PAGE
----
If you are a landlord or you’re considering being buying rental properties, you have no doubt asked yourself and many others this question: Should I hire a property manager? Are they really worth the investment? Here are five things to consider that we hope will help you make the decision one way or the other.
What type of landlord do you want to be?
Are you looking to make being a landlord a career or do you want passive income (income you don’t have to invest a lot of time to earn)? If you are interested in making being a landlord a career and are willing to learn about the laws and invest some sweat equity, you might want to go it alone. If you want to have more passive income and perhaps have a different full-time job, it can be worth it to pay a percentage of your income to have someone else invest the time and know-how into earning you money.
How many properties do you have or do you want to have?
Most of the time a landlord can personally handle 1 or 2 units, sometimes even 3-4. But the more units you add, the more time you must invest in managing all of the tasks and duties of a landlord. Once you cross over into 5-10+ units, you’re usually looking at quite a lot of tenants and paperwork and maintenance to manage. It can definitely behoove you to look at hiring a property manager.
How far away is the property?
Sometimes you can get a house right across the street or buy a duplex and rent out one side. This typically makes management much easier. However, if you live more than 50 miles from the property you own, then it can be worth it to hire a local property manager. A local company will have more familiarity with the area, which usually makes it easier for them to find new tenants as well as respond to maintenance and emergency calls faster.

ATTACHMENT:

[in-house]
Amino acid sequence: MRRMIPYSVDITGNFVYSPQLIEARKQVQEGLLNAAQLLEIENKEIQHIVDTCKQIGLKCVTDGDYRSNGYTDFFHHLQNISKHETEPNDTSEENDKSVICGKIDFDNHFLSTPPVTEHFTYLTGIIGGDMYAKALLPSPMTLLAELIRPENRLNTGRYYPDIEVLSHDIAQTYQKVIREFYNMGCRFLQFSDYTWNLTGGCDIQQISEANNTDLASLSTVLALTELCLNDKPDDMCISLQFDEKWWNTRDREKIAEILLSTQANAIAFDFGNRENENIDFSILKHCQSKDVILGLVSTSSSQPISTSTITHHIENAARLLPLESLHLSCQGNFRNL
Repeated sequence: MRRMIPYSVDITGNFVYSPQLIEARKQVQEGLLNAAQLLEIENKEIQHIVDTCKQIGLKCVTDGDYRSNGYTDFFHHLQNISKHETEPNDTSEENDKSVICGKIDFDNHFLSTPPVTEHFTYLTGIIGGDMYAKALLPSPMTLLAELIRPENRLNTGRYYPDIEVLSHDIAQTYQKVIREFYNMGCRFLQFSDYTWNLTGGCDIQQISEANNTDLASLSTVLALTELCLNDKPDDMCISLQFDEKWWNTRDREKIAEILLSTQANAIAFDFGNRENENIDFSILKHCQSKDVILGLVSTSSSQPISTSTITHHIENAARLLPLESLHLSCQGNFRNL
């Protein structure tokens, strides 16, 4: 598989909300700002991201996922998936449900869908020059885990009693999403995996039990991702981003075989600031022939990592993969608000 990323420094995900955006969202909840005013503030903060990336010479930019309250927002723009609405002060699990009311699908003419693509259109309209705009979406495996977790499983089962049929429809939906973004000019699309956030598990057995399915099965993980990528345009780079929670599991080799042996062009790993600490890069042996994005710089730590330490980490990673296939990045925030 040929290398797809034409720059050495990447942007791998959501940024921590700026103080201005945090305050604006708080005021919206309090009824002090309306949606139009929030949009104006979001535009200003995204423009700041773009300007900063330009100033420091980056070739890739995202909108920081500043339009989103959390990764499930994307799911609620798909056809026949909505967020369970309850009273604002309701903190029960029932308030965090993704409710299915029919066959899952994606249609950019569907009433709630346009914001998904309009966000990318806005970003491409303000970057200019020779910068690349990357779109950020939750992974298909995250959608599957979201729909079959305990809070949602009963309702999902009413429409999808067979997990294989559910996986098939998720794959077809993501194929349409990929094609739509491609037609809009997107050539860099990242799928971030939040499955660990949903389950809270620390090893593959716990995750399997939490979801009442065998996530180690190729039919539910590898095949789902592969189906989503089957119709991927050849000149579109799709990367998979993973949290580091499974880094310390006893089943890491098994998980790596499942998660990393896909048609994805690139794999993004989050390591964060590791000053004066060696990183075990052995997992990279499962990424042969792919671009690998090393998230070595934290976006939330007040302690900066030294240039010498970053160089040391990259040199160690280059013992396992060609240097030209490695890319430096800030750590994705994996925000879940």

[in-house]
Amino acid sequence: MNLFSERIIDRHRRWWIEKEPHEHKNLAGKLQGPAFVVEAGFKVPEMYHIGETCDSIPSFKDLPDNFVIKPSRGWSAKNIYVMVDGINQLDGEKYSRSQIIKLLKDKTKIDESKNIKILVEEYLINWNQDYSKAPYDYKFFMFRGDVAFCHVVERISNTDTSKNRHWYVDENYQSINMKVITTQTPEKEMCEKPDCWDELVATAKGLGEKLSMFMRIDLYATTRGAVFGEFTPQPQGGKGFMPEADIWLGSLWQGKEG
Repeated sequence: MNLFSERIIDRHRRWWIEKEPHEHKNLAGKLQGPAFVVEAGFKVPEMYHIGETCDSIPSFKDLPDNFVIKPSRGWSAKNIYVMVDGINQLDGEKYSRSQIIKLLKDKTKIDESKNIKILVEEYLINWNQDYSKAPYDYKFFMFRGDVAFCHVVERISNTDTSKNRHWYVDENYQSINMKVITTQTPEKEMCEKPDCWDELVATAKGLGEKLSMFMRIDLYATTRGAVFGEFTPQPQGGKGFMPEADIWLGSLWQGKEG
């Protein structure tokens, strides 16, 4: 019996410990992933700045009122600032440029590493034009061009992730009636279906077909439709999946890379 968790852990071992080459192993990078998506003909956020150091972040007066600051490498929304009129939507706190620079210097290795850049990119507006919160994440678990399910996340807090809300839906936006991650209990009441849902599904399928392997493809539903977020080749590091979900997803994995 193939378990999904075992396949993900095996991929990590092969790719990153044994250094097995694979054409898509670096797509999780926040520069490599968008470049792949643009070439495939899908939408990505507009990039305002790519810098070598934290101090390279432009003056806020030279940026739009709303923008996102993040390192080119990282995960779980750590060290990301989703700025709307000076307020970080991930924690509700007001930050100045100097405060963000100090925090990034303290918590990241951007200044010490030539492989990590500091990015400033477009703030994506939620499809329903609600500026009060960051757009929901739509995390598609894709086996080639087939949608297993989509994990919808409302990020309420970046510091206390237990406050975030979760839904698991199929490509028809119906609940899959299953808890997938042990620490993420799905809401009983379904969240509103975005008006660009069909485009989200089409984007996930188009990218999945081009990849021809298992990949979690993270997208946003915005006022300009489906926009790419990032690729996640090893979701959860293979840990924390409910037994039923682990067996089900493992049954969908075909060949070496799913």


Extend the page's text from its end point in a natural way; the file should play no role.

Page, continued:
Can you afford a property manager?
Typically a property management company will take a monthly cut of between 4-10% of the rental income to cover their fees. Most professional real estate investors will consider the property management fees when setting their rental prices. If they cannot make enough to cover the property management fees and still have positive cash flow, then they do not invest in the property.
Do you have the time, knowledge, and skills?
If you are just getting into being a landlord and you want to invest in the adventure that is renting property, then there are resources out there to teach you how to be a DIY landlord. However, there are many people who want to be investors only. They do not want to deal with collecting rent, evictions, keeping all of the exacting paperwork, or maintenance issues. If you fall into the latter category, then it is worth talking to a property management company.
Good property management companies take a lot of the angst out of being a landlord and allow you to receive the benefits of your investment. If you decide a property management company is worth a look, then make sure you do due diligence and find one that is going to represent you well and check out our blog on the Top 5 Questions to Ask When Hiring a Property Management Company.